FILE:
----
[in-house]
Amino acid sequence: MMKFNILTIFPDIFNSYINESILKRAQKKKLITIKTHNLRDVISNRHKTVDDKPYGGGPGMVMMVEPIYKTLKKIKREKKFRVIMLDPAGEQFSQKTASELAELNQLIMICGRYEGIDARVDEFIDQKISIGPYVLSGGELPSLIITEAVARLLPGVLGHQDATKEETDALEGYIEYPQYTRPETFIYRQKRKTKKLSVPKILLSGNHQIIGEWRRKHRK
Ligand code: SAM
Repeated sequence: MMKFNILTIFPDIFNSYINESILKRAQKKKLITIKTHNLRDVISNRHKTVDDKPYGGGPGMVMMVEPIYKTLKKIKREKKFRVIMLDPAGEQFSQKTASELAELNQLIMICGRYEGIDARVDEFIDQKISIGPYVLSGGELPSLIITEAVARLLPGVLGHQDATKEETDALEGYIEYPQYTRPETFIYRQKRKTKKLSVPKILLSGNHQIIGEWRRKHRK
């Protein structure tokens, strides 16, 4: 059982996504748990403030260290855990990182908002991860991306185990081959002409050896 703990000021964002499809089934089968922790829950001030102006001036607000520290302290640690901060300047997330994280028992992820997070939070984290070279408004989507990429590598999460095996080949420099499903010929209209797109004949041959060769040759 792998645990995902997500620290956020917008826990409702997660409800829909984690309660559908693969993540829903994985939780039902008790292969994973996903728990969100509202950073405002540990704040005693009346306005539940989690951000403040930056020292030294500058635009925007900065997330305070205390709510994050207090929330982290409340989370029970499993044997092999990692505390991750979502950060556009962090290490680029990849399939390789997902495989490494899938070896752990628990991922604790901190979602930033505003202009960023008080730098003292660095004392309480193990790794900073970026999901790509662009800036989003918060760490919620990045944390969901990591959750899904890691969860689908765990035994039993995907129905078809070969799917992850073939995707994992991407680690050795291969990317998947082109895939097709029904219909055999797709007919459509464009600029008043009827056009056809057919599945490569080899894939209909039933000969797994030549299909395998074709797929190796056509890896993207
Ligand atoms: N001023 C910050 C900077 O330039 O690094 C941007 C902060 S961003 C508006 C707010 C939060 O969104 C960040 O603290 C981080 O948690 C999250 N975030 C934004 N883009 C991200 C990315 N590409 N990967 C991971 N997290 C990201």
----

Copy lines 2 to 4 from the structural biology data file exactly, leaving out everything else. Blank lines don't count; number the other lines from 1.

Amino acid sequence: MMKFNILTIFPDIFNSYINESILKRAQKKKLITIKTHNLRDVISNRHKTVDDKPYGGGPGMVMMVEPIYKTLKKIKREKKFRVIMLDPAGEQFSQKTASELAELNQLIMICGRYEGIDARVDEFIDQKISIGPYVLSGGELPSLIITEAVARLLPGVLGHQDATKEETDALEGYIEYPQYTRPETFIYRQKRKTKKLSVPKILLSGNHQIIGEWRRKHRK
Ligand code: SAM
Repeated sequence: MMKFNILTIFPDIFNSYINESILKRAQKKKLITIKTHNLRDVISNRHKTVDDKPYGGGPGMVMMVEPIYKTLKKIKREKKFRVIMLDPAGEQFSQKTASELAELNQLIMICGRYEGIDARVDEFIDQKISIGPYVLSGGELPSLIITEAVARLLPGVLGHQDATKEETDALEGYIEYPQYTRPETFIYRQKRKTKKLSVPKILLSGNHQIIGEWRRKHRK